Kenilworth Heroes: Elmer and Fannie Lapp

written by Joe Lapp, aimed at a younger audience

Elmer and Fannie Lapp were both born in Lancaster County, Pennsylvania, in the 1930s. Lancaster County is Amish country, where some people still ride in horse-drawn buggies instead of cars and use gas lanterns instead of electric lights. Though they grew up with cars and electricity, both Elmer and Fannie were Amish-Mennonites who believed in living a simple lifestyle, loving God, and obeying the Bible.
Elmer grew up on a dairy farm and put in long hours milking cows and driving a tractor through the fields. Later he was a lumberjack and felled big trees to make boards for houses. Fannie’s parents were truck farmers. They grew vegetables on their country place and then took them into the city to sell at markets. When Fannie was a teenager she went to work in Lancaster City for a rich lady named Mrs. Binz. She learned all about cooking and about city life, and she decided she liked it there.
Elmer and Fannie went to the same church, Weavertown Mennonite. When they were sixteen, they started doing activities with the church youth group, like having Bible studies and going to hymn sings at their friends’ houses. They started to date each other and got married in 1957. At their wedding the preachers preached in both German and English, since people understood both languages. Their reception was in a local fire hall, and they and their families made all the food.
After they were married, they felt God wanted them to help other people. In 1965 they moved to the big city, Washington DC, to Kenilworth, a neighborhood much different than their country farms. They learned, though, that people were the same in the city as in the country, and they found many good friends among their neighbors on Douglas Street and in Kenilworth.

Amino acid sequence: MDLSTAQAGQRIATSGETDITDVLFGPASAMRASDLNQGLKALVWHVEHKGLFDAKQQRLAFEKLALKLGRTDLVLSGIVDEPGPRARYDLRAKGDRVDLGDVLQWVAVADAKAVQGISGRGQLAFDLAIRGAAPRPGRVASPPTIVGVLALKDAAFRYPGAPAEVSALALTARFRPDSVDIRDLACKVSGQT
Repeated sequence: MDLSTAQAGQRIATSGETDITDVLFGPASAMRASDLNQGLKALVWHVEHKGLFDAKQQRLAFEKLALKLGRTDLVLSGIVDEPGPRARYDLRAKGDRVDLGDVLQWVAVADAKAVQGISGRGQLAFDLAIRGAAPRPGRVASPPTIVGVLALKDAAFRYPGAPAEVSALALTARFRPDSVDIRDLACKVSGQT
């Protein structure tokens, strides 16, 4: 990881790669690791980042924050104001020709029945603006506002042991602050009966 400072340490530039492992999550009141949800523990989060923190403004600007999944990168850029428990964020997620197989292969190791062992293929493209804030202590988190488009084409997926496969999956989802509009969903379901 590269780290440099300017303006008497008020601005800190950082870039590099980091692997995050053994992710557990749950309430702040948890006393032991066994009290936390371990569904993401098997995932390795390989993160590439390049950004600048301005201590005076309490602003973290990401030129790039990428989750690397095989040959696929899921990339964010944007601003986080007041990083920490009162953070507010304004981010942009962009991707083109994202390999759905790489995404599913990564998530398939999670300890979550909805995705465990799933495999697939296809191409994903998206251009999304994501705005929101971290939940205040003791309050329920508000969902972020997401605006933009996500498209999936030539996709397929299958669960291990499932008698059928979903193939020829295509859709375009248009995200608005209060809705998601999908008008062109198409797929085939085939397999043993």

They started hosting Bible classes and craft classes for the girls and boys who lived around them. Kids loved to come and hear the Bible stories then get a snack at the end. After awhile, they started a church called Fellowship Haven. Other young people from Elmer and Fannie’s home church in Pennsylvania came and helped with the classes, and soon with two weeks of summer Bible school and two weeks of summer camp.
Elmer became a pastor for the church and kept busy helping people in the neighborhood and the church. Fannie was soon a mother of five children. She helped her husband in his church work and was a good mother to her two boys and three girls.
The Lapp family kept in close contact with their family and friends in Lancaster. As Elmer and Fannie’s own parents got older, they decided to move back to Pennsylvania for awhile, to honor their parents and help them with their lives. When they returned to live in Kenilworth again, their friends in the neighborhood and at the church were glad to see them back. They spent the next sixteen years in Kenilworth, helping families and children in the neighborhood love each other better and love God better.
In 2001 Elmer and Fannie retired and moved back to Pennsylvania, their home place, for good. They miss Kenilworth, though, and the people they know in Washington DC. So the next time you want to travel, go to Lancaster County to see the horse and buggies and the beautiful countryside, and if you stop by the Lapp’s house maybe you’ll get a Bible story and a snack!

Note: Fannie Lapp died in 2009.

Elmer and Fannie Lapp in Kenilworth with Douglas Street neighbors, circa 2000. Photo by Joe Lapp.